Intel to shed its PC image, is restructuring itself solidly into the datacentre and IoT
- Intel to restructure with 12,000 job losses worldwide
- Wants to move away from the old PC - concentrate on data centre and IoT
- Process completed by 2017
Chip-maker Intel Corporation has announced a big restructuring initiative as it adjusts itself to a world where the PC - for the last 30 years the upcoming and then dominant ‘form factor’ and Intel’s chips with it - is no longer in the growth seat.
Multiple market reports for at least the past year have been showing a PC market in decline as users find other screens to stare into. The smartphone and tablet markets have been joined by the so-called ‘2 in 1’ hybrid tablet with keyboard arrangements. All of these devices are thin and mobile and have low-powered chips in them by necessity, an area in which Intel, while certainly present, has not been dominant.
As a result it has decided to make a dramatic adjustment to calm the markets and galvanise its troops. It says it intends “to accelerate its evolution from a PC company to one that powers the cloud and billions of smart, connected computing devices.”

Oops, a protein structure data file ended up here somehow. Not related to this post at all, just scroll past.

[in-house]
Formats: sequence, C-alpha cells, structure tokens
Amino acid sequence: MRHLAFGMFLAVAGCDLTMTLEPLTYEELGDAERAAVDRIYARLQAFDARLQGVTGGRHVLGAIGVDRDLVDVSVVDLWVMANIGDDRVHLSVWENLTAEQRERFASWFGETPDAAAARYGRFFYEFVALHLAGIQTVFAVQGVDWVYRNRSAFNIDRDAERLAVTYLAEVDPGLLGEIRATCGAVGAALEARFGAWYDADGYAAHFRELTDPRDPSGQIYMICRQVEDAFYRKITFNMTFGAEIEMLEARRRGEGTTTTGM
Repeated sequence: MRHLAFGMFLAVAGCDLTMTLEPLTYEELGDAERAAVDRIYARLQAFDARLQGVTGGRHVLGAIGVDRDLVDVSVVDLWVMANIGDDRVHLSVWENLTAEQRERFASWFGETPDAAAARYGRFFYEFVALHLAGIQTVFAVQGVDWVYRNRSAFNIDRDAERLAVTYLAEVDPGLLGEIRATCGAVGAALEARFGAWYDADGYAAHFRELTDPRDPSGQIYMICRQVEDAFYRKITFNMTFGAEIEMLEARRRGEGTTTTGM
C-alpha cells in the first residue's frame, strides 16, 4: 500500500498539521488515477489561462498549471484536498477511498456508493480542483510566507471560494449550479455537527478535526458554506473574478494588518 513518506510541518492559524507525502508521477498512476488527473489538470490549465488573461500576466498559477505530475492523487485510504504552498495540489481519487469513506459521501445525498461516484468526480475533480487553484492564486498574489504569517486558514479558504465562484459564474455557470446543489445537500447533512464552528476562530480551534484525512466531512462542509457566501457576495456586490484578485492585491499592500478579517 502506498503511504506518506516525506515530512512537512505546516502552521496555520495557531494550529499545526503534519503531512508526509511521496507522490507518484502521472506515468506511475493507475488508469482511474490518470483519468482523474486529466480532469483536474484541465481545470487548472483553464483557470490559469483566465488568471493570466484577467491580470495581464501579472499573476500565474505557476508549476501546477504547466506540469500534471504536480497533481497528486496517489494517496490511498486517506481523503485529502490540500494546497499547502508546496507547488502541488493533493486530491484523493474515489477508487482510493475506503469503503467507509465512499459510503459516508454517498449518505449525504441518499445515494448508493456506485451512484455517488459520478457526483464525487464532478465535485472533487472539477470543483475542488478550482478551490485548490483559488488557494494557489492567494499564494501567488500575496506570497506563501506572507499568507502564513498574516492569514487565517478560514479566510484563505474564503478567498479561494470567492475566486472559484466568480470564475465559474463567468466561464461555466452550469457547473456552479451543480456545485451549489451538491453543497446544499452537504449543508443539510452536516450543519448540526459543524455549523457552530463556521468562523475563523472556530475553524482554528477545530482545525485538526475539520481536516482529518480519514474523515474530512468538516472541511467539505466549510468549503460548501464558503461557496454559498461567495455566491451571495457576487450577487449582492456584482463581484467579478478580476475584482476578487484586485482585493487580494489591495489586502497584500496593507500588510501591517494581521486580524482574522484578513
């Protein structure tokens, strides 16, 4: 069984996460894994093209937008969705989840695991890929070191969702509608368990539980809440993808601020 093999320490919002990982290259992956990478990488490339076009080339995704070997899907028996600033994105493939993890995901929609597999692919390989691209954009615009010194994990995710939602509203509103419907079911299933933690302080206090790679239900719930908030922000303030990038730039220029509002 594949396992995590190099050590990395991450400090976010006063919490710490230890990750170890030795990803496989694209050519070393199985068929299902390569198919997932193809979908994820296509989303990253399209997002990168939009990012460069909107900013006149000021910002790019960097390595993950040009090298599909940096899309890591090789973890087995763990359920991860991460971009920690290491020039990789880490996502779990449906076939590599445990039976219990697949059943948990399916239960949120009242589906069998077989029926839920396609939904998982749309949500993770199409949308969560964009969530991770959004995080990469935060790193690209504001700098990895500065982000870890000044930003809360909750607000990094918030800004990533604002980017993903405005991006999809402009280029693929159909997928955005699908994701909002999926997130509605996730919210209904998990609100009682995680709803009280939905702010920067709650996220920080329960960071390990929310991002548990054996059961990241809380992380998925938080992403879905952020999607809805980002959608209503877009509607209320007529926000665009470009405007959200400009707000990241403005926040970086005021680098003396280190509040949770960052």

In other words it will shed some of its PC people and double down on its two other growth markets. One of these is in the data centre where its increasingly powerful x86 processors still drive huge numbers of servers and will also soon power much of the telecoms industry as it transitions to network functions virtualisation (NFV).
The other area, of course, is everyone’s favourite, IoT. Here again huge growth is expected and Intel has laid plans to grow with it.
Intel claims these two growth areas already accounted for $2.2 billion of its revenue growth last year and made up 40 per cent of its revenue and the majority of its operating profit. That largely offset the dip in PC processor sales. Clearly if the global population stops processing on one platform it’s only to turn its attention to another - in this case, the cloud.
The pain: Intel says its restructuring will result in the reduction of up to 12,000 positions globally - approximately 11 per cent of employees - by mid-2017 through site consolidations, a combination of voluntary and involuntary departures, and a re-evaluation of its various programmes.
The gain: the plan is expected to deliver $750 million in savings this year and annual run rate savings of $1.4 billion by mid-2017. The company will record a one-time charge of approximately $1.2 billion in the second quarter of this year.
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